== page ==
For a film which manages a difficult setup with elegance and nuance, the resolution feels simple, and confusingly so.
I hadn’t read Angie Thomas‘ novel, and I knew nothing going in to The Hate U Give, and yet I was bawling before anything even happened – just knowing something bad was coming, and feeling so helpless.
Beyond the horrific, unconscionable, oppressive reality of the story, its portrayal is clear-eyed, and its leads (especially Amandla Stenberg as Starr and Lamar Johnson as Seven) are hugely compelling and breathtakingly charming.
However, for a film that works so hard, in ways both simple and nuanced, to convey how complicated the lived experience of systemic racism and socio-economic inequality can be, only to wrap everything up with “And then we solved all that by sending one Bad Black Man to jail”, is… well, for this outside observer, at least a little confusing.
While it maybe be true to this particular story that the villain is an individual (and one portrayed with palpable menace by Anthony Mackie), such a neat ending lets down a film that otherwise does such a good job of portraying the systemic and institutional frameworks that create the context for such villainy.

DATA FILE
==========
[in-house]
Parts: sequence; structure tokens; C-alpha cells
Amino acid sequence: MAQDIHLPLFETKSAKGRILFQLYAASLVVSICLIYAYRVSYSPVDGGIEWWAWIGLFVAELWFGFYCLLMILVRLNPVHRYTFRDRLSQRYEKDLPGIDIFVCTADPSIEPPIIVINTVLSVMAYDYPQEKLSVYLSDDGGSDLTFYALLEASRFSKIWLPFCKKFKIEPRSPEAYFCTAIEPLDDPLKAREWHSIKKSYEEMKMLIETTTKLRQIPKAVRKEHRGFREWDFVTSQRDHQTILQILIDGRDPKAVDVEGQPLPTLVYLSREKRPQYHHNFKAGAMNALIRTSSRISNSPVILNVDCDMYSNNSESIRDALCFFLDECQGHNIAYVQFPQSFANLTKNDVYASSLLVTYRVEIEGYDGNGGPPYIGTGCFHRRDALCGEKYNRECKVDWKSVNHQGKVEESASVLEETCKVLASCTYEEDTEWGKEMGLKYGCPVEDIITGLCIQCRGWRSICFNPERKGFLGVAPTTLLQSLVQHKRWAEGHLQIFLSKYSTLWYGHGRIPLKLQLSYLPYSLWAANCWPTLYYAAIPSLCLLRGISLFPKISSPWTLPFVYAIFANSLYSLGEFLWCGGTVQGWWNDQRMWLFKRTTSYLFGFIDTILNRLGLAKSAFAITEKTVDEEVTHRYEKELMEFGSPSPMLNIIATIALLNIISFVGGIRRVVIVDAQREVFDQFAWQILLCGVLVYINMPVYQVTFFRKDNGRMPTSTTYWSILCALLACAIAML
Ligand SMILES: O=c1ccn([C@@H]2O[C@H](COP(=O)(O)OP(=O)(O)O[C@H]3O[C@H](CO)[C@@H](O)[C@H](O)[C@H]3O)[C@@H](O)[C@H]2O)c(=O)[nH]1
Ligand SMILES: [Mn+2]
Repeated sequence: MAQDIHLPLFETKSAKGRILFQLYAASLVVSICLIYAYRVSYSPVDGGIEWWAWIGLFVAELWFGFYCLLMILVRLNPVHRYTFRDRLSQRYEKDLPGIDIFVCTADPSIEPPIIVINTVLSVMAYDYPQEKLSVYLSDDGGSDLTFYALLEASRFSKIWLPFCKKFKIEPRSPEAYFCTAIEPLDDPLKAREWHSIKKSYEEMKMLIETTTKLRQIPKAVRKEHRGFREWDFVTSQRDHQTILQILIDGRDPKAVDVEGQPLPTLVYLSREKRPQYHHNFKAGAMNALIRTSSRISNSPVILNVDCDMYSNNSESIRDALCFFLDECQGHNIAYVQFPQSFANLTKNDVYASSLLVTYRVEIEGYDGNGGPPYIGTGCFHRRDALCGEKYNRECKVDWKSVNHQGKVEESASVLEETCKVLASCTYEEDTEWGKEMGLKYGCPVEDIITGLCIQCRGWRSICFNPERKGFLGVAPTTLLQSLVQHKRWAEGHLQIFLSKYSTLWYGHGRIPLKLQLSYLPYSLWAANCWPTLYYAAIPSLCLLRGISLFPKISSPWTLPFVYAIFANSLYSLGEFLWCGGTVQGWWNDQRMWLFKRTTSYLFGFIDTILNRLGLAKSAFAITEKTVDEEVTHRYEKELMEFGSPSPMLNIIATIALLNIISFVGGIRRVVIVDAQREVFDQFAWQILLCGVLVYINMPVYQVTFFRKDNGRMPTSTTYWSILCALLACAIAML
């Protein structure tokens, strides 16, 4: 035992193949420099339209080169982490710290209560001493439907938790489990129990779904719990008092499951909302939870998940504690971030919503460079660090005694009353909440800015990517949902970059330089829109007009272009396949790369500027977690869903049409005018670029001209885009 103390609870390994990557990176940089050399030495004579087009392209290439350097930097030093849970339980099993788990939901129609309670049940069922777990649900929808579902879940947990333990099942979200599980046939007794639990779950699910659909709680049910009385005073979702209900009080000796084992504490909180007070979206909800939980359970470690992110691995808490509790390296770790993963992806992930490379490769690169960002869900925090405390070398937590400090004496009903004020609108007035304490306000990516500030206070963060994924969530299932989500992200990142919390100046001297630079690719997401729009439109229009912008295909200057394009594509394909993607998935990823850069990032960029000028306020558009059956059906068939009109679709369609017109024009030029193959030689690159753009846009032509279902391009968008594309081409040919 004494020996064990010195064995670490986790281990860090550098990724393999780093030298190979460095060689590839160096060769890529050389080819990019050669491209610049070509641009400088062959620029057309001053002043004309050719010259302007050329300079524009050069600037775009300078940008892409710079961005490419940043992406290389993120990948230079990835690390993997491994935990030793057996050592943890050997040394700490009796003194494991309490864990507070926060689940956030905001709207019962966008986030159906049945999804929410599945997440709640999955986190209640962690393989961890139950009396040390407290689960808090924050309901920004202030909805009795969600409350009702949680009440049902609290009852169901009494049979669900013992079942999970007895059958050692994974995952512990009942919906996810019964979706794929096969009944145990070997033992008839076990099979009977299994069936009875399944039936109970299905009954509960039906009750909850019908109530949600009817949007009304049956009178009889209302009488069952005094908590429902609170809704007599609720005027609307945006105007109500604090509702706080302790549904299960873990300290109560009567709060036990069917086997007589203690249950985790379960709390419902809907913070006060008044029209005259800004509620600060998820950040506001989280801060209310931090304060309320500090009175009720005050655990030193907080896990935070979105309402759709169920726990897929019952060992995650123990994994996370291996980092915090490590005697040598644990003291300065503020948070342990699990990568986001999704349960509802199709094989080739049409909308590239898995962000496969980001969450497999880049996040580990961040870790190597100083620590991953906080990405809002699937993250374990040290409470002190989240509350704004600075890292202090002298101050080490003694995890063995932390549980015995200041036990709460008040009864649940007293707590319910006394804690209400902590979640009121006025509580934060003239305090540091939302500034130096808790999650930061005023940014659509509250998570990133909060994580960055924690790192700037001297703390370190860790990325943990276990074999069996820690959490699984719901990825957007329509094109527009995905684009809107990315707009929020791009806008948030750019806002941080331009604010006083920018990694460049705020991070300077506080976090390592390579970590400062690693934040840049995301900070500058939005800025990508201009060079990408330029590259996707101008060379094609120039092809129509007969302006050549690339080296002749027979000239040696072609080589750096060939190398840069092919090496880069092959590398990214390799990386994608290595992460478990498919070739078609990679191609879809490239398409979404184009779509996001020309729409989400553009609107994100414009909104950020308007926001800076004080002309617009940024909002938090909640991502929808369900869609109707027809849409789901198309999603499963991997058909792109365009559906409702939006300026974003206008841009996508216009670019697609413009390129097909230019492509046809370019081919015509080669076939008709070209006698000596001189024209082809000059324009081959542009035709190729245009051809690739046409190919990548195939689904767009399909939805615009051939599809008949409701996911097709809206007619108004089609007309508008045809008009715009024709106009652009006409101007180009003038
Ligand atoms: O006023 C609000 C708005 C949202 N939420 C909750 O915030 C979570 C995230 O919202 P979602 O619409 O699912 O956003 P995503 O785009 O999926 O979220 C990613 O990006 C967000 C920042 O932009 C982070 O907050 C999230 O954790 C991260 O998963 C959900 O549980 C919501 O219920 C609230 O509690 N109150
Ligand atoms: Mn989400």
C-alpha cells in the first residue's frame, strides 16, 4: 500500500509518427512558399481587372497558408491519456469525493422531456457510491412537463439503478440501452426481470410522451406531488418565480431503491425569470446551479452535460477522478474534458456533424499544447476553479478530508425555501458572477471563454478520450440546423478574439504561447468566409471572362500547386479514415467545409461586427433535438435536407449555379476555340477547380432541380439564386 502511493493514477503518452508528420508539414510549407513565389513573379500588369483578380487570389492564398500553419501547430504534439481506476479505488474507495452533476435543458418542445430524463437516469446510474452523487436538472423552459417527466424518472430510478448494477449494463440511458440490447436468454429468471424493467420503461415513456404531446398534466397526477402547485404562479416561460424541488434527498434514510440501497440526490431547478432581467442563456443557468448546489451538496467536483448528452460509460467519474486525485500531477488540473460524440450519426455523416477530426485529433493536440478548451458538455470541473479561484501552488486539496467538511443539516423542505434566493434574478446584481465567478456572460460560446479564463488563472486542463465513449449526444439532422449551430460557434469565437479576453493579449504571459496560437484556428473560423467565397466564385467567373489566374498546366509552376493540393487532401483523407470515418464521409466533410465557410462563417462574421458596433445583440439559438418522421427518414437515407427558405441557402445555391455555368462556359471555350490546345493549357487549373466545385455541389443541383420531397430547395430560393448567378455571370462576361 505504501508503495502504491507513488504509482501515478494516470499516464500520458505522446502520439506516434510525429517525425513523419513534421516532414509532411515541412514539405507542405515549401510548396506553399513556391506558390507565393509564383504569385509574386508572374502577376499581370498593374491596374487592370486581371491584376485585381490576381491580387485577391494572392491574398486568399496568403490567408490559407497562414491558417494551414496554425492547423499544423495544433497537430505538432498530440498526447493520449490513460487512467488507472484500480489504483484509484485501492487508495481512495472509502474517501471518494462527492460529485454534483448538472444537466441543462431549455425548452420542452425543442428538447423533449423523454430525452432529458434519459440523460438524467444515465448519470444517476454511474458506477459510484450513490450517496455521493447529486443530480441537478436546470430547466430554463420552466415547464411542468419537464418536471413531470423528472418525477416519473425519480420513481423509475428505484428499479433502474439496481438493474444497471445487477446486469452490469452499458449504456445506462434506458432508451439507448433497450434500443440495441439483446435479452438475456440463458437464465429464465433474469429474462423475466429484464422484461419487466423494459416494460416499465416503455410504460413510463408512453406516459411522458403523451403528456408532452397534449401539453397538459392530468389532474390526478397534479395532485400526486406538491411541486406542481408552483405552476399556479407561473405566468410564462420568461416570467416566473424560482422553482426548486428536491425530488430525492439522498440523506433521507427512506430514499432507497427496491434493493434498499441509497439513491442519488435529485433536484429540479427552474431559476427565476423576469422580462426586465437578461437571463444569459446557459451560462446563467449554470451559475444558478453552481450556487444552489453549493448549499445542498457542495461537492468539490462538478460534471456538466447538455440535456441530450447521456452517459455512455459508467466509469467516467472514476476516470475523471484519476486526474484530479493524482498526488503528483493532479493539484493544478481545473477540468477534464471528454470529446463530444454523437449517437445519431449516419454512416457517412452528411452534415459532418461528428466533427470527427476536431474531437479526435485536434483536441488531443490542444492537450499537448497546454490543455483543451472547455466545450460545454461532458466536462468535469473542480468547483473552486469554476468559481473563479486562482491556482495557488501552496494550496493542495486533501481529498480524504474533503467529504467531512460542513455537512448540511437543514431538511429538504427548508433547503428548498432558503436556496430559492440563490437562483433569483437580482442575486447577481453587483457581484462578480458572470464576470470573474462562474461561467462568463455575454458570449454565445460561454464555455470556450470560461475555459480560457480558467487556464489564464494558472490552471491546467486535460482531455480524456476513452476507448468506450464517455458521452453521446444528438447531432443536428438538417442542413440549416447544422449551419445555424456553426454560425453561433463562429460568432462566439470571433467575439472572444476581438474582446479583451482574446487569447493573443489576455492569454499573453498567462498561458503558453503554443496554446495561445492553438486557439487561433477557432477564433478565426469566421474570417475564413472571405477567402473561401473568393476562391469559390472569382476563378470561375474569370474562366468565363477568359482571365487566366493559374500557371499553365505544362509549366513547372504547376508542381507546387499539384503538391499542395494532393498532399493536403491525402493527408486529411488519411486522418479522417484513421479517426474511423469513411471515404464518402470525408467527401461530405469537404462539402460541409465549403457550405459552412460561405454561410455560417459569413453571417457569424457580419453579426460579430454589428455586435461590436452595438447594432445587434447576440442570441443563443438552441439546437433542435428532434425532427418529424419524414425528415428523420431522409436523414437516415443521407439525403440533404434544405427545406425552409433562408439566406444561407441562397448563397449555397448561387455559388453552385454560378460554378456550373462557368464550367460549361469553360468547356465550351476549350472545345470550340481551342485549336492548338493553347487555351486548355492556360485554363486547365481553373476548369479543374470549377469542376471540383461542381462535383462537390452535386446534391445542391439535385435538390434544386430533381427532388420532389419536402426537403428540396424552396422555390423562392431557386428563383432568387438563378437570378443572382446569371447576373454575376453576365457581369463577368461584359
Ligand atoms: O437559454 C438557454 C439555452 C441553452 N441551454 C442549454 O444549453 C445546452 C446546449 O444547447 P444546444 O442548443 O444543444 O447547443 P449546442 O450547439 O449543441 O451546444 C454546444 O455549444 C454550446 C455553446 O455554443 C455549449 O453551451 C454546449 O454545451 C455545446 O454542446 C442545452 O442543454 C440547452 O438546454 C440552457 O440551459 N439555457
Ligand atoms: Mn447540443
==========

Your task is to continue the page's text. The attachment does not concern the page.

At the same time, The Hate U Give that features a monologue explaining the police side of the story, delivered by Starr’s cop uncle, played by Common – who, in real life, famously rapped about and visited Assata Shakur, while she was in political exile after being convicted of murdering a state trooper. It’s a casting choice which highlights the complexity of both the individual issues explored, and the formidable task of their juggling, in the film.
I’m clearly out of my depth here, but I think I can say: I find the ultimate resolution of The Hate U Give… confusing.